Admission Requirements

At Richmond, there is no typical applicant. Admission officers evaluate each applicant in a holistic manner, assessing character, involvement, special talents, creativity, independence, and life experience alongside traditional measures of academic success – like grades, rigor of curriculum, test scores (if provided), and recommendations. While admission is highly selective and there's no perfect formula that will guarantee acceptance, there are a few minimum requirements that guarantee each student we accept will come to campus prepared to succeed in any of our programs. (For a comprehensive view of the most recent first-year class, see the first-year student profile.)
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  • Minimum Admission Requirements

    Candidates for admission must have a high school diploma (or recognized equivalent), and must have completed a minimum of 16 units of secondary school coursework. Minimum requirements include four units in English, three in college preparatory mathematics (including Algebra I, II, and Geometry), and at least two each in history, laboratory science, and a second language (two units of the same language, including American Sign Language). Candidates who were unable to meet these minimum requirements may still apply for admission, however we recommend they provide written explanation for why they have not met these minimums with their application. Competitive candidates for admission typically exceed the minimum requirements and have taken four units in all five core areas at the highest levels available in their school setting.

    To learn more about students who were recently admitted, check out the first-year student profile.

  • AP/IB Credit
    The Credit by Examination Policy outlines the specifics of how the University of Richmond awards credit for AP, IB, and transfer credit. The current policy is available from the Registrar’s Office.
  • Selecting Majors Across Schools
    At Richmond, you do not apply separately to any school, program, or major as a senior in high school. You apply and are admitted to the University of Richmond, and you matriculate into the School of Arts & Sciences — though introductory coursework is available in all schools beginning your first semester.

    To major in the School of Arts & Sciences, which spans the humanities, social sciences, natural sciences, and visual/performing arts, you simply declare a major, typically during your sophomore year.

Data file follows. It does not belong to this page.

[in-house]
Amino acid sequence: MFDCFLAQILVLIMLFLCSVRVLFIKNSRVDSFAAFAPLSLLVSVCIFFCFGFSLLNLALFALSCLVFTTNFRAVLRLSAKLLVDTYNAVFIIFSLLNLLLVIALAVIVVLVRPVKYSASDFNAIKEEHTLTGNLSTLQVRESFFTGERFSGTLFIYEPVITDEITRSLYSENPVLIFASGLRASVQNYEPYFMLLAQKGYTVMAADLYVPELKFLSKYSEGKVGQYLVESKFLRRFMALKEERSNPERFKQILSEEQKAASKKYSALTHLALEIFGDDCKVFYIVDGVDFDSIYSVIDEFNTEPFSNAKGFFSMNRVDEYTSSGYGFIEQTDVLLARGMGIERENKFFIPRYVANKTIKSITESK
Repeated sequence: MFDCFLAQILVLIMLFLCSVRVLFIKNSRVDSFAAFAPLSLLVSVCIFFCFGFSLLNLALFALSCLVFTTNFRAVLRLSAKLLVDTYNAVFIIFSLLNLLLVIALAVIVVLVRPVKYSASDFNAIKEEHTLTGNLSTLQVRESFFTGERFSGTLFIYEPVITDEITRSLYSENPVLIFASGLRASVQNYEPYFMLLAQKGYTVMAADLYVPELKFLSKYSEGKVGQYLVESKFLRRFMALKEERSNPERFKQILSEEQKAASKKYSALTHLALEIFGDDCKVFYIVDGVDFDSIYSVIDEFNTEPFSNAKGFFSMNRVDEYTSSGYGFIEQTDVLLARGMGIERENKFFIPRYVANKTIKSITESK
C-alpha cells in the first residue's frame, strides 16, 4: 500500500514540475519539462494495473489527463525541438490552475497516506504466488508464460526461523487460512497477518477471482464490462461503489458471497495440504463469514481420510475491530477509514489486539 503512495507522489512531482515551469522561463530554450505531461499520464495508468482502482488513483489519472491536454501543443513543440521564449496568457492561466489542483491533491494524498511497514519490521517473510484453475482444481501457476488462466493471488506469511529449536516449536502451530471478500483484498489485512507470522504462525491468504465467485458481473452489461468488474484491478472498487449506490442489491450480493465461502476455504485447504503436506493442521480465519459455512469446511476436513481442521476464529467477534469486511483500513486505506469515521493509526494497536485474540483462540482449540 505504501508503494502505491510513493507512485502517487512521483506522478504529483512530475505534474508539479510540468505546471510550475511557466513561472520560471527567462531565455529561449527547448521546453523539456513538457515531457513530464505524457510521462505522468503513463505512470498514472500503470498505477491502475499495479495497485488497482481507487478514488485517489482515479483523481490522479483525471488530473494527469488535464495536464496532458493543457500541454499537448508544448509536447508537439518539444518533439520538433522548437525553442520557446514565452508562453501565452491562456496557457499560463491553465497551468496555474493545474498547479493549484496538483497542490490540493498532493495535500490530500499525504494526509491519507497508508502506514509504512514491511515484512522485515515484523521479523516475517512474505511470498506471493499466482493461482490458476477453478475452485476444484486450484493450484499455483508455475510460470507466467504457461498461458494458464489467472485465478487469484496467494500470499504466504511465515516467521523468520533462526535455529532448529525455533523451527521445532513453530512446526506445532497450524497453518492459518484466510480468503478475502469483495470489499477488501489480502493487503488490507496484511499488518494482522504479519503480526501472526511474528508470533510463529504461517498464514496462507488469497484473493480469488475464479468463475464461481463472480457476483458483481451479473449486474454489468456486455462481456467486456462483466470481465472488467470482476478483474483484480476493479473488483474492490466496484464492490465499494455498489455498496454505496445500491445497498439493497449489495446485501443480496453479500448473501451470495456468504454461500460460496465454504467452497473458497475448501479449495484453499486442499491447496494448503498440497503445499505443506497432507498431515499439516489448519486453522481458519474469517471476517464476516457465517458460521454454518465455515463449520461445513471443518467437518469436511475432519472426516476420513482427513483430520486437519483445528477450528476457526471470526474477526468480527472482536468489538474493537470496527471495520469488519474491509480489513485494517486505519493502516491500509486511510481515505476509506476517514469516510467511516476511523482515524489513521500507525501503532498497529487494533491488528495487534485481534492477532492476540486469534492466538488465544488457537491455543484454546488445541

You may begin taking coursework in the Robins School of Business beginning your first semester. To declare a major in the Robins School requires a minimum GPA of 2.7 and completion of three foundational courses in economics, accounting, and calculus by the midpoint of your sophomore year. Students must also pass an Excel proficiency exam with a grade of an 80% or higher. The BSBA degree requires you to build competencies in several key areas before you choose a specialization.

    Likewise, introductory coursework in the Jepson School of Leadership Studies is open to you beginning your first semester. You need to have taken at least one introductory course in leadership studies in order to apply for admission to Jepson in the fall of your sophomore year; selection is based on essays, academic performance, recommendations, and extracurricular activities. Once accepted, you begin a rigorous course of study that touches the history and theory of leadership, ethics, and leader-follower relationships.
  • Honor Programs
    Because the University of Richmond offers every undergraduate student an academically intensive curriculum, small class sizes, close faculty attention and mentorship, undergraduate research opportunities, and guaranteed funding for a summer research or internship experience, there is no University-wide honors program.

    However, individual academic departments implement specific requirements students must meet if they are to graduate "with honors" in a particular major or academic discipline. Not all departments offer an honors option. Those departments that do offer an honors program expect a substantial commitment from students: in most departments, students must submit a formal application to graduate with honors, must meet any additional course requirements outlined by the department, and must complete an intensive senior thesis or comparable research project.